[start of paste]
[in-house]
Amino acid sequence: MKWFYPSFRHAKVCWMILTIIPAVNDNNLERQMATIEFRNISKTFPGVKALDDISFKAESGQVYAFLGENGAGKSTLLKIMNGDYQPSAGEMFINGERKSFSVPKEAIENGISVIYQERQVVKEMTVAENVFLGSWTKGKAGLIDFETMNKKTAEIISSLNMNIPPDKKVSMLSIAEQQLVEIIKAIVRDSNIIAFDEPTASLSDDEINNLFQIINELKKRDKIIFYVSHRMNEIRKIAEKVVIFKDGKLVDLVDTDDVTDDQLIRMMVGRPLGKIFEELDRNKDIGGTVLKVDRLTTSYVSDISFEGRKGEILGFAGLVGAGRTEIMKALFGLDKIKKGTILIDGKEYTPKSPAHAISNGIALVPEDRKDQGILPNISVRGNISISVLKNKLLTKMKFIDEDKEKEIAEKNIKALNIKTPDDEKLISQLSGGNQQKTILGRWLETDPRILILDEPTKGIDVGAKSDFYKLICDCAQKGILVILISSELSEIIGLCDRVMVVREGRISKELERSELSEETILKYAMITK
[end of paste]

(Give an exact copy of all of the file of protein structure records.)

[in-house]
Amino acid sequence: MKWFYPSFRHAKVCWMILTIIPAVNDNNLERQMATIEFRNISKTFPGVKALDDISFKAESGQVYAFLGENGAGKSTLLKIMNGDYQPSAGEMFINGERKSFSVPKEAIENGISVIYQERQVVKEMTVAENVFLGSWTKGKAGLIDFETMNKKTAEIISSLNMNIPPDKKVSMLSIAEQQLVEIIKAIVRDSNIIAFDEPTASLSDDEINNLFQIINELKKRDKIIFYVSHRMNEIRKIAEKVVIFKDGKLVDLVDTDDVTDDQLIRMMVGRPLGKIFEELDRNKDIGGTVLKVDRLTTSYVSDISFEGRKGEILGFAGLVGAGRTEIMKALFGLDKIKKGTILIDGKEYTPKSPAHAISNGIALVPEDRKDQGILPNISVRGNISISVLKNKLLTKMKFIDEDKEKEIAEKNIKALNIKTPDDEKLISQLSGGNQQKTILGRWLETDPRILILDEPTKGIDVGAKSDFYKLICDCAQKGILVILISSELSEIIGLCDRVMVVREGRISKELERSELSEETILKYAMITK